I’ll change my mind when there’s evidence that large masses of manga fans are looking specifically to read manga created by Canadians¬†


2 Responses

  1. JJR Says:

    I basically agree, and your fellow Mangaka, Svetlana Chmakova (Russo-Canadian writer) makes basically the same argument in-story using a clearly audiobiographically based character in her series DRAMACON.

    DRAMACON is a manga about Anime/Manga convention culture, specifically a group of friends who are artists and writers trying to break into the profession producing their own Dojinshi. I love the series and wound up buying the omnibus edition in hardback.

    I consider myself an Otaku, and to me, Manga is an artistic style, or range of familiar styles with its own visual language, etc. I’m a big fan of MEGATOKYO, which was ground breaking insofar as it has been translated from English into Japanese and sold in Japan.

    I also like Anime dubbed into English–prefer it, in fact, especially if the story being told is an American or British one. I become weary of my fellow otaku who dismiss all dubs out of hand with the blanket statement: “Dubs suck”…maybe in the 80s and 90s they had a point–yes, some of *those* dubs from *that* era were truly awful. But since the early 2000s, I don’t think that kind of blanket dismissal is really fair. Some dubs are quite well done, and the success of quality English dubs has gone a long way to making Anime/Manga more and more mainstream and profitable and recognized and popular among young viewers/readers. I’ve started to branch out, but initially the only Manga I would read would be from shows I’d already seen the Anime for.

    I think there will always be purists among otaku who will always be dismissive of Manga written by non-Japanese and they are the same people who still diss dubs in Anime, no matter how well done…it will never be good enough for these folks.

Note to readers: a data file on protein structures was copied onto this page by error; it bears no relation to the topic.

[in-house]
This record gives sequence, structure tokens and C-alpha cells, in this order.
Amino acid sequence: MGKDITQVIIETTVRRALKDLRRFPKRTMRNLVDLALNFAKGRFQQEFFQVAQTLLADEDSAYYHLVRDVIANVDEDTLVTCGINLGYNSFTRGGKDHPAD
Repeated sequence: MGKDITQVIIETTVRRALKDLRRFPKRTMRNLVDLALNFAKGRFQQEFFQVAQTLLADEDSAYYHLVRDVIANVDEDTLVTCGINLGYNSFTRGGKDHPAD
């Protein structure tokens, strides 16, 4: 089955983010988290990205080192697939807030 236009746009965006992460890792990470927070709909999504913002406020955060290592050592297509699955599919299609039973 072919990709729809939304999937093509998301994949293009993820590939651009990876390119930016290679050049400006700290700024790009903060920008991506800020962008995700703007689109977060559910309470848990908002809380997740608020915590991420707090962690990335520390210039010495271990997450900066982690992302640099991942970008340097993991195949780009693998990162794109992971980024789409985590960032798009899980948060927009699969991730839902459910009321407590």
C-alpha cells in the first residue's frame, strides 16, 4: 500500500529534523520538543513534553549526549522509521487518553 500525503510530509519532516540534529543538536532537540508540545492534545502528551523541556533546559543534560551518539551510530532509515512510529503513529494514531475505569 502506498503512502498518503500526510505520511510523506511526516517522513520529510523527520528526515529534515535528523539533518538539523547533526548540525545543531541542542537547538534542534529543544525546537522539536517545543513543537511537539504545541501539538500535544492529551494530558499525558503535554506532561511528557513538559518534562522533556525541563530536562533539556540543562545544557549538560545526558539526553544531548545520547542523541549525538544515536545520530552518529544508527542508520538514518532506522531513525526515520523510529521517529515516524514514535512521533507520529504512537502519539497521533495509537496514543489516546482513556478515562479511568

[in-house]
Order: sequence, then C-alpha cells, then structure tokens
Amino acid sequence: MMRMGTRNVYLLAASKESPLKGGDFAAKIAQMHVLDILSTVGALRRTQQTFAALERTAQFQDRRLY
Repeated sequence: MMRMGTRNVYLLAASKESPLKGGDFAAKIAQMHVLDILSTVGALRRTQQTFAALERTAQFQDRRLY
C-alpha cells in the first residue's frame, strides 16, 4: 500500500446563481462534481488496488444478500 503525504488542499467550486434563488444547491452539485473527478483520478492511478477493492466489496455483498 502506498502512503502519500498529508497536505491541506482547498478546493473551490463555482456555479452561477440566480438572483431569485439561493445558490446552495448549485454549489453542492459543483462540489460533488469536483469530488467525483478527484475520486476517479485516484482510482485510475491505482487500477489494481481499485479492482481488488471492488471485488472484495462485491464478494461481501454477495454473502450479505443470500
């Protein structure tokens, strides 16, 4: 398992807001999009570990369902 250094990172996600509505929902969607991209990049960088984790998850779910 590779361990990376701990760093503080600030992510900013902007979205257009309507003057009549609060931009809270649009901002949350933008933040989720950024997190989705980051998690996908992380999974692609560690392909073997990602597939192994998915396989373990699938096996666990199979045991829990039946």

As an amateur critic (I blog very infrequently about Anime/Manga), I will probably keep the distinction OEM/OEL, but I can understand why as an artist it is a no-win scenario for you in working with publishers.

    One small request/question…I am a listener of the Skeptics Guide to the Universe and heard your interview, and I have bought the iTunes versions of the Legend of Ztarr…but I am disappointed you haven’t yet published this two-part Manga in print yet. If the online version is a success, do please try to pitch it to an actual print publisher. I would definitely buy it.

    As it stands, I will have to wait until I buy my first iPad to enjoy your series (probably this Xmas). It’s a little to hard to read just on my iPhone at the moment, and I can’t open it up in iTunes either–or if there is a way I haven’t figured it out yet.

    Anyway, wish you all the best and continued success in your artistic career.

  2. Leah Says:

    I found that your article was well thought out and definitely makes people think. I would have to agree with everything as I am an aspiring sequential artist with my art based in the direction of manga, so i wondered what it would be like for non-japanese artists. On another note, any advice from you would help. Did you go to college for graphic storytelling or sequential manga art? I’m having a hard time trying to pick out a college on such a hard major, so i would like to know where you went to get an idea.